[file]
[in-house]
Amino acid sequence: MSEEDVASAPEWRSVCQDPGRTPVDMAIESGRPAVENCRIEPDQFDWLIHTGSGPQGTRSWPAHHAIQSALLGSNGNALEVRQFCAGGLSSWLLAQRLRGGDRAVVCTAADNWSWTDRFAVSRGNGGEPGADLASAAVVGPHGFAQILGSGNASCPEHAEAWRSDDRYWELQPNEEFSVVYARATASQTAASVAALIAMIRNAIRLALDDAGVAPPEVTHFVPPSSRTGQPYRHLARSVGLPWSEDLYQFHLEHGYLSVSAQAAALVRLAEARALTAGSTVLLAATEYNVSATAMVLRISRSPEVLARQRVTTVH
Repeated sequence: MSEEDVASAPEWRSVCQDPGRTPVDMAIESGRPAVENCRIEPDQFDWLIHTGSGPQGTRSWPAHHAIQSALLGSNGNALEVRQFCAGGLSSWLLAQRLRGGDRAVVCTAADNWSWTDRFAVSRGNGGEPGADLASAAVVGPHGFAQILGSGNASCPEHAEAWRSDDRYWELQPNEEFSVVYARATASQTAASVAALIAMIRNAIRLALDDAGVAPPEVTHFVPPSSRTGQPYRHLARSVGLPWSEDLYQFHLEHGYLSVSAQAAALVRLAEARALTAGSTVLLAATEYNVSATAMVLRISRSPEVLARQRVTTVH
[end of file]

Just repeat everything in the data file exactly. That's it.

[in-house]
Amino acid sequence: MSEEDVASAPEWRSVCQDPGRTPVDMAIESGRPAVENCRIEPDQFDWLIHTGSGPQGTRSWPAHHAIQSALLGSNGNALEVRQFCAGGLSSWLLAQRLRGGDRAVVCTAADNWSWTDRFAVSRGNGGEPGADLASAAVVGPHGFAQILGSGNASCPEHAEAWRSDDRYWELQPNEEFSVVYARATASQTAASVAALIAMIRNAIRLALDDAGVAPPEVTHFVPPSSRTGQPYRHLARSVGLPWSEDLYQFHLEHGYLSVSAQAAALVRLAEARALTAGSTVLLAATEYNVSATAMVLRISRSPEVLARQRVTTVH
Repeated sequence: MSEEDVASAPEWRSVCQDPGRTPVDMAIESGRPAVENCRIEPDQFDWLIHTGSGPQGTRSWPAHHAIQSALLGSNGNALEVRQFCAGGLSSWLLAQRLRGGDRAVVCTAADNWSWTDRFAVSRGNGGEPGADLASAAVVGPHGFAQILGSGNASCPEHAEAWRSDDRYWELQPNEEFSVVYARATASQTAASVAALIAMIRNAIRLALDDAGVAPPEVTHFVPPSSRTGQPYRHLARSVGLPWSEDLYQFHLEHGYLSVSAQAAALVRLAEARALTAGSTVLLAATEYNVSATAMVLRISRSPEVLARQRVTTVH